"This study shows that social factors play a major role in the collapse of technological systems, and that such systems are not inherently self-sustaining. The loss, abandonment, and rejection of technologies occurs in a range of circumstances that have not been highlighted by prior research. Societies may reject technologies even after widespread adoption if the foundations cultural acceptability shift."
The full paper – ‘Technological rejection in regions of early gold innovation revealed by geospatial analysis’ – is published in Scientific Reports here.
Notes for editors
About Cranfield Forensic Institute
Cranfield Forensic Institute (CFI) has a long history as a centre for innovation, expertise and strong student community.
CFI was established as the home for the many forensic-related disciplines already active at Cranfield University, including ballistics, explosives, materials science, engineering failures and forensic computing. These were greatly enhanced by the addition of forensic archaeology and anthropology, making Cranfield the only university in the world to accommodate these disciplines within a science and technology faculty.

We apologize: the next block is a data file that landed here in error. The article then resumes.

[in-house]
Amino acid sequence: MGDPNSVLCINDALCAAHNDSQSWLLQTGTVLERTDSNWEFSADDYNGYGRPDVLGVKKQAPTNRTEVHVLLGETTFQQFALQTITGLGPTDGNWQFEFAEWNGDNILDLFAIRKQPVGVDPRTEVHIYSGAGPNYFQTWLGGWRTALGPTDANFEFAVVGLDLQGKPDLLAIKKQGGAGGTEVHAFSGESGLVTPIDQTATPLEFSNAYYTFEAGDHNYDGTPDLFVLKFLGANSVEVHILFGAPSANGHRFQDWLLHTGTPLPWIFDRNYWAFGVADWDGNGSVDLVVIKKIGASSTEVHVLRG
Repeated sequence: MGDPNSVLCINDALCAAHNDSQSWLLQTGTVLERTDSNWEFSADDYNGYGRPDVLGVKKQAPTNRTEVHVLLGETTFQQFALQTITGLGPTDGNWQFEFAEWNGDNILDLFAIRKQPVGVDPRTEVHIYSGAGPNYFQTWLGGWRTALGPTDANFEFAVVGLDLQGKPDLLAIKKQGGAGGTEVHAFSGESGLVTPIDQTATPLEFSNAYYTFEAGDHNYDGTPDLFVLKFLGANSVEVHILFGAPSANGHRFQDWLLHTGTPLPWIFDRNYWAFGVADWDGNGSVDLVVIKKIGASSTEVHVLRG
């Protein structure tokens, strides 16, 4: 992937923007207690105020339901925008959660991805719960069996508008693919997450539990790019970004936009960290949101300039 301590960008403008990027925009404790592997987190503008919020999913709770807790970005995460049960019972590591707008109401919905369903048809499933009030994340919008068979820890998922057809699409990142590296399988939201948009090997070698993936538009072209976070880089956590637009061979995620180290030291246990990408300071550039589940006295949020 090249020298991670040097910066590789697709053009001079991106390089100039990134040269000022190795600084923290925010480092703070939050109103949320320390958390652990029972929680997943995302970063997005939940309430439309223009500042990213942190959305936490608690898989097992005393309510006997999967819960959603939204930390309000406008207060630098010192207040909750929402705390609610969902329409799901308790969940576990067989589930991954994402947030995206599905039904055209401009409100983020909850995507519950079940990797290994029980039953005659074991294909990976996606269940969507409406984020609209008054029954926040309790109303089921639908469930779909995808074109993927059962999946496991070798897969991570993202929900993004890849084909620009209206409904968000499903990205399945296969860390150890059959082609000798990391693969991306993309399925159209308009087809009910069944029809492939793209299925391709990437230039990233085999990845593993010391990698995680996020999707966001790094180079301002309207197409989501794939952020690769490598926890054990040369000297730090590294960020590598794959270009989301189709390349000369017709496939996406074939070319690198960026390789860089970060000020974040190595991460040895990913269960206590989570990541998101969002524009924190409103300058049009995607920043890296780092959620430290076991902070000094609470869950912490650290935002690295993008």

CFI has become a leading international player in the field known for the best research and postgraduate teaching. We significantly enhance the employability of students by producing postgraduates of the highest quality. Students have opportunities to join existing research teams, study overseas and produce research papers and alumni have gone on to work around the world for a multitude of public, private and government services.
Recent investment of over £7 million into the latest analytical equipment, teaching spaces and experienced and industry relevant academic staff – targeted in the fields of crime scene investigation, digital forensic investigation and especially forensic and archaeological materials analysis – has created a UK centre of excellence with facilities among some of the very best in the world.
About Cranfield University
Cranfield University is a specialist postgraduate university that is a global leader for education and transformational research in technology and management.